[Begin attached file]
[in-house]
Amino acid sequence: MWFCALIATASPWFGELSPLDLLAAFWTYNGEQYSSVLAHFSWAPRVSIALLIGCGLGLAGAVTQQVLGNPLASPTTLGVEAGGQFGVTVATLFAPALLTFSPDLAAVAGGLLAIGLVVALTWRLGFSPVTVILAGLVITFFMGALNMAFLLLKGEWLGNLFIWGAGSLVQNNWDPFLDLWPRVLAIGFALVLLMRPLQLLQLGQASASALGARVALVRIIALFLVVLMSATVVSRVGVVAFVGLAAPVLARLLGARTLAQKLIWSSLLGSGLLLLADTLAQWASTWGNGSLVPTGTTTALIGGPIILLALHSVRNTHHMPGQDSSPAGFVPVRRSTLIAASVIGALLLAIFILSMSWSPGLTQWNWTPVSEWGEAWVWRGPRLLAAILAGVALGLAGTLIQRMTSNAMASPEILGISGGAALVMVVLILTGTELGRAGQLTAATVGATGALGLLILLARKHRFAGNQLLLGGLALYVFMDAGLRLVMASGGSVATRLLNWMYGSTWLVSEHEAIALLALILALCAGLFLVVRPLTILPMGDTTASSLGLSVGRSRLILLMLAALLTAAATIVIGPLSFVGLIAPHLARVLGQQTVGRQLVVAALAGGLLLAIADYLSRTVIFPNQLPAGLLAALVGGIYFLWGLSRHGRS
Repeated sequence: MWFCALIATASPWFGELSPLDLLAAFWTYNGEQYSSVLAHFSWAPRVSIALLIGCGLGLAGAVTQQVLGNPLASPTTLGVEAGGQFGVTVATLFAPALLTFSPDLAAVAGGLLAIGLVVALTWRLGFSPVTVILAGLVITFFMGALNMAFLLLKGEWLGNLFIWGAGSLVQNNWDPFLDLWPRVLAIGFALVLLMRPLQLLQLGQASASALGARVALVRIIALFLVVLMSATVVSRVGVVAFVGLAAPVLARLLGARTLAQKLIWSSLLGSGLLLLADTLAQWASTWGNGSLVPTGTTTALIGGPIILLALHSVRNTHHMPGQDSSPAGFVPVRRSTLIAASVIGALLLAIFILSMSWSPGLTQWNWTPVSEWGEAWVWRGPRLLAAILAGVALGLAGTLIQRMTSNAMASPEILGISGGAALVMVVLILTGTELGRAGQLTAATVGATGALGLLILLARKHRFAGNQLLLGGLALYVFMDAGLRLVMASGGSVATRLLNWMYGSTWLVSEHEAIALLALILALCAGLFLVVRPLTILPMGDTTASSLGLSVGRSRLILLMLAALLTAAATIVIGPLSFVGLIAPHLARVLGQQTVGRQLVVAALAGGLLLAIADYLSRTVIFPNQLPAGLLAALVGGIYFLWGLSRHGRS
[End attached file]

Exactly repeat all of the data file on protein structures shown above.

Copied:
[in-house]
Amino acid sequence: MWFCALIATASPWFGELSPLDLLAAFWTYNGEQYSSVLAHFSWAPRVSIALLIGCGLGLAGAVTQQVLGNPLASPTTLGVEAGGQFGVTVATLFAPALLTFSPDLAAVAGGLLAIGLVVALTWRLGFSPVTVILAGLVITFFMGALNMAFLLLKGEWLGNLFIWGAGSLVQNNWDPFLDLWPRVLAIGFALVLLMRPLQLLQLGQASASALGARVALVRIIALFLVVLMSATVVSRVGVVAFVGLAAPVLARLLGARTLAQKLIWSSLLGSGLLLLADTLAQWASTWGNGSLVPTGTTTALIGGPIILLALHSVRNTHHMPGQDSSPAGFVPVRRSTLIAASVIGALLLAIFILSMSWSPGLTQWNWTPVSEWGEAWVWRGPRLLAAILAGVALGLAGTLIQRMTSNAMASPEILGISGGAALVMVVLILTGTELGRAGQLTAATVGATGALGLLILLARKHRFAGNQLLLGGLALYVFMDAGLRLVMASGGSVATRLLNWMYGSTWLVSEHEAIALLALILALCAGLFLVVRPLTILPMGDTTASSLGLSVGRSRLILLMLAALLTAAATIVIGPLSFVGLIAPHLARVLGQQTVGRQLVVAALAGGLLLAIADYLSRTVIFPNQLPAGLLAALVGGIYFLWGLSRHGRS
Repeated sequence: MWFCALIATASPWFGELSPLDLLAAFWTYNGEQYSSVLAHFSWAPRVSIALLIGCGLGLAGAVTQQVLGNPLASPTTLGVEAGGQFGVTVATLFAPALLTFSPDLAAVAGGLLAIGLVVALTWRLGFSPVTVILAGLVITFFMGALNMAFLLLKGEWLGNLFIWGAGSLVQNNWDPFLDLWPRVLAIGFALVLLMRPLQLLQLGQASASALGARVALVRIIALFLVVLMSATVVSRVGVVAFVGLAAPVLARLLGARTLAQKLIWSSLLGSGLLLLADTLAQWASTWGNGSLVPTGTTTALIGGPIILLALHSVRNTHHMPGQDSSPAGFVPVRRSTLIAASVIGALLLAIFILSMSWSPGLTQWNWTPVSEWGEAWVWRGPRLLAAILAGVALGLAGTLIQRMTSNAMASPEILGISGGAALVMVVLILTGTELGRAGQLTAATVGATGALGLLILLARKHRFAGNQLLLGGLALYVFMDAGLRLVMASGGSVATRLLNWMYGSTWLVSEHEAIALLALILALCAGLFLVVRPLTILPMGDTTASSLGLSVGRSRLILLMLAALLTAAATIVIGPLSFVGLIAPHLARVLGQQTVGRQLVVAALAGGLLLAIADYLSRTVIFPNQLPAGLLAALVGGIYFLWGLSRHGRS